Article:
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Published: December 2008/January 2009Best of Adventure: Adventurers of the Year
Slater

One surfer to rule them all

Athleticism: Kelly Slater

Text by Ethan Stewart
Photograph by Branden Aroyan

It's early summer in California, and a west wind swell is running along the cobblestone point breaks off Santa Barbara's coast. Several surfing luminaries have paddled out just before sundown, a not uncommon occurrence here on this semisecret beach just east of Ty Warner's billion-dollar Beanie Baby compound. Among them: Shaun Tomson (1977 world champ), Tom Curren (three-time world champ), and Jack Johnson (no introduction necessary). Locals gawk and grumble slightly. One 12-year-old grom looks toward shore, sees a blue-eyed man with a shaved head walking toward the point. "Dude," he says, "there is no way Kelly Slater is surfing my spot."

NEXT: Photographer George Steinmetz >>

At 36 years old, Slater has spent the better part of 2008 simply confirming what we already knew: that no one rides a surfboard better than he does. With an unprecedented eight world titles to his name (the next highest is Australia's Mark Richards with five), he entered the 2008 contest season with little to prove.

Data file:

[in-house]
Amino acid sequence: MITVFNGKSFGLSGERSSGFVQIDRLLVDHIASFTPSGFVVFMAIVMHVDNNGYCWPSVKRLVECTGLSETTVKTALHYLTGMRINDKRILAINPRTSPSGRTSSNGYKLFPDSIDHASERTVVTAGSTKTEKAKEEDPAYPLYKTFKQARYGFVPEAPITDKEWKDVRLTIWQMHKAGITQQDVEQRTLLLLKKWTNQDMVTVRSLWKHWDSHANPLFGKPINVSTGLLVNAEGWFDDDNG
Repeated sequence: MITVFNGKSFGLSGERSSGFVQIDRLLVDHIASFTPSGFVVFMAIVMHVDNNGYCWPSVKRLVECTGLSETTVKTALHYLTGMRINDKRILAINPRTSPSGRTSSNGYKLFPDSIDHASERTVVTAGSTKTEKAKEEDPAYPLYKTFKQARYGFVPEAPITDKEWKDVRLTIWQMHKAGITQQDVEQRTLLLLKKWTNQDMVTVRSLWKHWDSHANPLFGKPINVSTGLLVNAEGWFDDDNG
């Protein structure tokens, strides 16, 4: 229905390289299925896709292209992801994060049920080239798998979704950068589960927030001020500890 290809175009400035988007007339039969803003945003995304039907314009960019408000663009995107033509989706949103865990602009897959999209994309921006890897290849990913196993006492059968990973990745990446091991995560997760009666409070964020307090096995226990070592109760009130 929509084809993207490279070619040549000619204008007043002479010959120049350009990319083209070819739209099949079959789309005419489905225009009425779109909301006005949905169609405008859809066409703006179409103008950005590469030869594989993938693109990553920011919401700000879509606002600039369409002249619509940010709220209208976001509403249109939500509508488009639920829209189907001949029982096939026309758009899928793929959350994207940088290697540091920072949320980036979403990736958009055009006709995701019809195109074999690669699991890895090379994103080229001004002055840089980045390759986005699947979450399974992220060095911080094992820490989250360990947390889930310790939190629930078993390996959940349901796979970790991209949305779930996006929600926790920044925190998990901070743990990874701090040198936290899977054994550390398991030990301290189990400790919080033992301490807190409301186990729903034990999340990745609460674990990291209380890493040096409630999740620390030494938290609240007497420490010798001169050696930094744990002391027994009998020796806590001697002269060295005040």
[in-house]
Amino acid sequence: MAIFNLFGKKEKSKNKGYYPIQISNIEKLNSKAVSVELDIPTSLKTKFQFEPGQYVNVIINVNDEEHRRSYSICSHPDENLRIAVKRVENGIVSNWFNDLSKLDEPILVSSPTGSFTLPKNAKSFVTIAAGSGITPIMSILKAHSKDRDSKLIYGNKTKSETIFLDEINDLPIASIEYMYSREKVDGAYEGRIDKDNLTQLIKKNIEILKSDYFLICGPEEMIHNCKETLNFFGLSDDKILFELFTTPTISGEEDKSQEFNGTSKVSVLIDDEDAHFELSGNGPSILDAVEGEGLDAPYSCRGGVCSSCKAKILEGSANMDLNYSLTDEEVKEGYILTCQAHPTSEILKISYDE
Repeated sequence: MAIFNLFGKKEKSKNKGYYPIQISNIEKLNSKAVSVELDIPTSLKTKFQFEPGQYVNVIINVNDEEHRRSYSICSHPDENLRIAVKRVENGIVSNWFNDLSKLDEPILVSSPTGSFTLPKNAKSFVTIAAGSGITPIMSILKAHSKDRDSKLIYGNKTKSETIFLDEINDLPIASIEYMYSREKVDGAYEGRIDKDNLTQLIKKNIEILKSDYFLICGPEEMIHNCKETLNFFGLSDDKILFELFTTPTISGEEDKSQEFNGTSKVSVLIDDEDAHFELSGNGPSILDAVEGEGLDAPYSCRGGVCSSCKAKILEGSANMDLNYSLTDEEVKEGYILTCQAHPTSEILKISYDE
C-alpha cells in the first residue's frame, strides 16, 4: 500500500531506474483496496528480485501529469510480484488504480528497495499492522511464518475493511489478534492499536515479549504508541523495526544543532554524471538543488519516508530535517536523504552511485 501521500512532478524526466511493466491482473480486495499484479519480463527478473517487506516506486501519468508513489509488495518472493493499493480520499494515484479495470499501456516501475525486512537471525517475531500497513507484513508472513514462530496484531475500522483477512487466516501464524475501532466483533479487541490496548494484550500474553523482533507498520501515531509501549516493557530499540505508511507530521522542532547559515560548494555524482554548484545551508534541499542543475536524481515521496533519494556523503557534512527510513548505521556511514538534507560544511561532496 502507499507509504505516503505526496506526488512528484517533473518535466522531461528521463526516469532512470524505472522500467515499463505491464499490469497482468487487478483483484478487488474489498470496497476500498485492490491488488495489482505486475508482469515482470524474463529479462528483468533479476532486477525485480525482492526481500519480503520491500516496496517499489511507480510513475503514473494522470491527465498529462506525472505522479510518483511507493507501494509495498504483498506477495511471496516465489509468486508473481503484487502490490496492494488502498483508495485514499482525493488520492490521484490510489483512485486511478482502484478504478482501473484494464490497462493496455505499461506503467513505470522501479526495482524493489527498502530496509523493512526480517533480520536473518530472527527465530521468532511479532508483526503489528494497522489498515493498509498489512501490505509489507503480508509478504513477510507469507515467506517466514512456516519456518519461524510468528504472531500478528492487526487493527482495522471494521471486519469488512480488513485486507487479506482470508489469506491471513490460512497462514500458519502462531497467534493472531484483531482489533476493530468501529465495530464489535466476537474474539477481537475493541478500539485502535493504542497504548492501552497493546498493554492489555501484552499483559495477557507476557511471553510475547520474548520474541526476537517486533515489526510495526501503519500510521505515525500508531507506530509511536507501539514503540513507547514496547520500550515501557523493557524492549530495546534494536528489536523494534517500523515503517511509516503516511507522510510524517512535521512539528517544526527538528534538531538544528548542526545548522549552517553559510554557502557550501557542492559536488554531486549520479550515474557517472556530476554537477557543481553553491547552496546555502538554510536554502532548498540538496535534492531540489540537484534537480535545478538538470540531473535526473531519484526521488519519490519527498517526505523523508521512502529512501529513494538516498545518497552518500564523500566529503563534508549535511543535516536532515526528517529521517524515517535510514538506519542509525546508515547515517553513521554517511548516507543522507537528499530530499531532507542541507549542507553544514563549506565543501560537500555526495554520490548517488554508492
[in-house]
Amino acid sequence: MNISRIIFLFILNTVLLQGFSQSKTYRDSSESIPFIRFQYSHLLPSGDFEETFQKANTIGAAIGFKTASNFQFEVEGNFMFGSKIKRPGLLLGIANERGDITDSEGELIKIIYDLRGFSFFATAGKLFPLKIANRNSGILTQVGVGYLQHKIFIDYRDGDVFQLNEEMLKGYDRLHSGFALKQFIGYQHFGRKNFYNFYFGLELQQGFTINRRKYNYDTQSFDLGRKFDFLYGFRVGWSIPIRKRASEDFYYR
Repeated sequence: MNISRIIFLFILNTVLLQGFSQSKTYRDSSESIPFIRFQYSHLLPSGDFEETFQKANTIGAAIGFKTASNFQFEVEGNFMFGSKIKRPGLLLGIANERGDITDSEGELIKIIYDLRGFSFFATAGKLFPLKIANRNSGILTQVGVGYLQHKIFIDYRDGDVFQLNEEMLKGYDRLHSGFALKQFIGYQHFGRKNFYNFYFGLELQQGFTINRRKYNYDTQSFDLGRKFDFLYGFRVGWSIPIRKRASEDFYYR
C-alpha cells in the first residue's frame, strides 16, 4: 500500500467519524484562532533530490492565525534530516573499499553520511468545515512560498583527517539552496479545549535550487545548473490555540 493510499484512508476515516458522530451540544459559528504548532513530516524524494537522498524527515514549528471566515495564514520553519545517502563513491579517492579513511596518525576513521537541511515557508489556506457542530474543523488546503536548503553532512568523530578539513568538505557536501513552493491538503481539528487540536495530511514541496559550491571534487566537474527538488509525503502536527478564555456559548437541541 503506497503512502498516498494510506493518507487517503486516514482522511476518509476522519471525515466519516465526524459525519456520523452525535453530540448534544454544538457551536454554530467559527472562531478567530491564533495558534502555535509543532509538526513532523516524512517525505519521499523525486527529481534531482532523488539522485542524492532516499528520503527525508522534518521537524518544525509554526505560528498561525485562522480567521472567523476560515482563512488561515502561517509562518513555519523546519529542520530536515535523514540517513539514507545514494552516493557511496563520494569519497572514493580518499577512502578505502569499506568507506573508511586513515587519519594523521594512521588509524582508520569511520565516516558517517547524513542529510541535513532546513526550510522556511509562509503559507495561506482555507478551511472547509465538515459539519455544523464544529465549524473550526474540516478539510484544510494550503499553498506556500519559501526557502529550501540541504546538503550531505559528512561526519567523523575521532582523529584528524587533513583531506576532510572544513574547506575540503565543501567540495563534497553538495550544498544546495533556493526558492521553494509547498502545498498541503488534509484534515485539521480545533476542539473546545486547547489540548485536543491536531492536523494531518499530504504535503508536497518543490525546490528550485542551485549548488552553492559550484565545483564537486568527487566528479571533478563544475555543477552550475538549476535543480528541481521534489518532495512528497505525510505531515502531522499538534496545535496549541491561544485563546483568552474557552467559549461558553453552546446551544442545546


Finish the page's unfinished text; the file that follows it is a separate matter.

Yet midway through the World Championship Tour, Slater clinched world title number nine, making him the Tour's oldest champion ever—a nice bookend to his first world title in 1992, when he was crowned the youngest champ. He has rung up more contest wins than any other professional surfer in history, had time for a stint on Baywatch (regrettable), and this year formed a foundation in his name that has already raised more than half a million dollars for cancer research and ocean-minded nonprofits like Surfrider and Reef Check (admirable). "My foundation gave me the opportunity to really focus on the things that matter the most to me," Slater says.

As the groms watch on, Slater paddles out toward the luminaries but doesn't join them just yet. As if on cue, a wave peaks up in front of him. The Champ paddles twice and jumps to his feet, exploding down the line of the shoulder-high wave. He turns, lightning fast, and again, leaving buckets of roiling water in his wake. The groms are in awe. Then one of them breaks the silence. "Wow," he says, "he's shorter than I thought."


NEXT: Photographer George Steinmetz >>
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